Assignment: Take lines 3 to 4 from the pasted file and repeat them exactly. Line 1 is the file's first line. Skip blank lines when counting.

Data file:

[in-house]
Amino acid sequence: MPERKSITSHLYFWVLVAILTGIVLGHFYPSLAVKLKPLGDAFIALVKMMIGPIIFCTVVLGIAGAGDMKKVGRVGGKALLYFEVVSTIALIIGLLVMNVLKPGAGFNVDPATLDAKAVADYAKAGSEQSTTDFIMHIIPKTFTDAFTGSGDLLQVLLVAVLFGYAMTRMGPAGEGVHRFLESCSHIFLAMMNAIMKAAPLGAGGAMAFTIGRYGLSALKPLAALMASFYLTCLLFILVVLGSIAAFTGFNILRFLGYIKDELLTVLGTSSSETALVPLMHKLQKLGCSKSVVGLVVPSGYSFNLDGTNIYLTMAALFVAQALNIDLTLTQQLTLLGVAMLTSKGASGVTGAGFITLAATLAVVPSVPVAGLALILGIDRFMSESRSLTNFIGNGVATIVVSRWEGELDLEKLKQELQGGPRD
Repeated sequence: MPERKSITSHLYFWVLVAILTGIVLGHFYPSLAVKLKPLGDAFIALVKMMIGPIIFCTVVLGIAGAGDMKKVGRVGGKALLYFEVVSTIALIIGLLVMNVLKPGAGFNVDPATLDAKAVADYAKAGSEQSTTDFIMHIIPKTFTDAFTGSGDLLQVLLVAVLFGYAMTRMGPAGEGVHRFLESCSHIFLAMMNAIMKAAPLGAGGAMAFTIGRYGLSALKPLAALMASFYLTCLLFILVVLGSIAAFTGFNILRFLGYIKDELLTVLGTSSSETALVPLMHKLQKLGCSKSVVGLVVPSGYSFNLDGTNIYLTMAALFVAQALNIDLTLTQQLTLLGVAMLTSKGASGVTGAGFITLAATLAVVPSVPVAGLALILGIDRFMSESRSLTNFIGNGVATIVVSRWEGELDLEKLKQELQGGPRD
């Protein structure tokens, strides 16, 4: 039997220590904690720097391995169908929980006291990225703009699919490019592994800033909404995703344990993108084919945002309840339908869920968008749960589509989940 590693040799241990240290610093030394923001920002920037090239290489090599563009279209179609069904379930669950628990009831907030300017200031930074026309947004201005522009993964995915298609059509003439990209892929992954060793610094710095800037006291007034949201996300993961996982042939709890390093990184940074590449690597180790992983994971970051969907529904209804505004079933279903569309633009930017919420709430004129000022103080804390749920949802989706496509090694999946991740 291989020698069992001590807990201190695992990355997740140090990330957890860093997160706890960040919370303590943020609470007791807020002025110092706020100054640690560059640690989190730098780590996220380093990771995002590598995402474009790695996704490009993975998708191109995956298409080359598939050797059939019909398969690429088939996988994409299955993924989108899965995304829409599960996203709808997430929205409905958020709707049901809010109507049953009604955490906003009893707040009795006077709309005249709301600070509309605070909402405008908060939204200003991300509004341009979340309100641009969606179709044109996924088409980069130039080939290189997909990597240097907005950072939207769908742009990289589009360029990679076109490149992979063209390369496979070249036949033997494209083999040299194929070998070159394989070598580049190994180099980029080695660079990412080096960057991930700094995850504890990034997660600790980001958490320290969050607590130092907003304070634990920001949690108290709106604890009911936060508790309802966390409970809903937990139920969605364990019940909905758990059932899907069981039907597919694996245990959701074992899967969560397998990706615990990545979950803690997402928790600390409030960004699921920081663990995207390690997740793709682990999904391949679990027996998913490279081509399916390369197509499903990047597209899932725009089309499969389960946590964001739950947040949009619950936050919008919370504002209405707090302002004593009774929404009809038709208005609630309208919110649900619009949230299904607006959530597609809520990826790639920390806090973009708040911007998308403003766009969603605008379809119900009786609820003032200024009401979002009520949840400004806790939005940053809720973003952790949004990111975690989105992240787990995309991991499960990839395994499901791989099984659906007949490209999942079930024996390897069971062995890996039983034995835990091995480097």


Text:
Repeated sequence: MPERKSITSHLYFWVLVAILTGIVLGHFYPSLAVKLKPLGDAFIALVKMMIGPIIFCTVVLGIAGAGDMKKVGRVGGKALLYFEVVSTIALIIGLLVMNVLKPGAGFNVDPATLDAKAVADYAKAGSEQSTTDFIMHIIPKTFTDAFTGSGDLLQVLLVAVLFGYAMTRMGPAGEGVHRFLESCSHIFLAMMNAIMKAAPLGAGGAMAFTIGRYGLSALKPLAALMASFYLTCLLFILVVLGSIAAFTGFNILRFLGYIKDELLTVLGTSSSETALVPLMHKLQKLGCSKSVVGLVVPSGYSFNLDGTNIYLTMAALFVAQALNIDLTLTQQLTLLGVAMLTSKGASGVTGAGFITLAATLAVVPSVPVAGLALILGIDRFMSESRSLTNFIGNGVATIVVSRWEGELDLEKLKQELQGGPRD
């Protein structure tokens, strides 16, 4: 039997220590904690720097391995169908929980006291990225703009699919490019592994800033909404995703344990993108084919945002309840339908869920968008749960589509989940 590693040799241990240290610093030394923001920002920037090239290489090599563009279209179609069904379930669950628990009831907030300017200031930074026309947004201005522009993964995915298609059509003439990209892929992954060793610094710095800037006291007034949201996300993961996982042939709890390093990184940074590449690597180790992983994971970051969907529904209804505004079933279903569309633009930017919420709430004129000022103080804390749920949802989706496509090694999946991740 291989020698069992001590807990201190695992990355997740140090990330957890860093997160706890960040919370303590943020609470007791807020002025110092706020100054640690560059640690989190730098780590996220380093990771995002590598995402474009790695996704490009993975998708191109995956298409080359598939050797059939019909398969690429088939996988994409299955993924989108899965995304829409599960996203709808997430929205409905958020709707049901809010109507049953009604955490906003009893707040009795006077709309005249709301600070509309605070909402405008908060939204200003991300509004341009979340309100641009969606179709044109996924088409980069130039080939290189997909990597240097907005950072939207769908742009990289589009360029990679076109490149992979063209390369496979070249036949033997494209083999040299194929070998070159394989070598580049190994180099980029080695660079990412080096960057991930700094995850504890990034997660600790980001958490320290969050607590130092907003304070634990920001949690108290709106604890009911936060508790309802966390409970809903937990139920969605364990019940909905758990059932899907069981039907597919694996245990959701074992899967969560397998990706615990990545979950803690997402928790600390409030960004699921920081663990995207390690997740793709682990999904391949679990027996998913490279081509399916390369197509499903990047597209899932725009089309499969389960946590964001739950947040949009619950936050919008919370504002209405707090302002004593009774929404009809038709208005609630309208919110649900619009949230299904607006959530597609809520990826790639920390806090973009708040911007998308403003766009969603605008379809119900009786609820003032200024009401979002009520949840400004806790939005940053809720973003952790949004990111975690989105992240787990995309991991499960990839395994499901791989099984659906007949490209999942079930024996390897069971062995890996039983034995835990091995480097």